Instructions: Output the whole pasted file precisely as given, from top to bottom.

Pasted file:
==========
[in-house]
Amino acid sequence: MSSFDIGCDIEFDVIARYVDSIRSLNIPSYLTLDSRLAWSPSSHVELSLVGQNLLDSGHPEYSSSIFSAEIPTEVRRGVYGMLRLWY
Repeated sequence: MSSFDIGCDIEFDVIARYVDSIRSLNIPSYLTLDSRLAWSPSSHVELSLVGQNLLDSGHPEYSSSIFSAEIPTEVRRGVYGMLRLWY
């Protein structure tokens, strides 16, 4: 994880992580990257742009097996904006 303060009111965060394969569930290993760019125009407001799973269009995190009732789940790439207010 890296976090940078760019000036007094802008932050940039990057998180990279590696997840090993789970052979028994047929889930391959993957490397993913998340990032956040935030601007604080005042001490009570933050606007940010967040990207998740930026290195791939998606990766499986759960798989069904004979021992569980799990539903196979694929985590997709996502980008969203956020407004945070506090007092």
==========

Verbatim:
[in-house]
Amino acid sequence: MSSFDIGCDIEFDVIARYVDSIRSLNIPSYLTLDSRLAWSPSSHVELSLVGQNLLDSGHPEYSSSIFSAEIPTEVRRGVYGMLRLWY
Repeated sequence: MSSFDIGCDIEFDVIARYVDSIRSLNIPSYLTLDSRLAWSPSSHVELSLVGQNLLDSGHPEYSSSIFSAEIPTEVRRGVYGMLRLWY
């Protein structure tokens, strides 16, 4: 994880992580990257742009097996904006 303060009111965060394969569930290993760019125009407001799973269009995190009732789940790439207010 890296976090940078760019000036007094802008932050940039990057998180990279590696997840090993789970052979028994047929889930391959993957490397993913998340990032956040935030601007604080005042001490009570933050606007940010967040990207998740930026290195791939998606990766499986759960798989069904004979021992569980799990539903196979694929985590997709996502980008969203956020407004945070506090007092």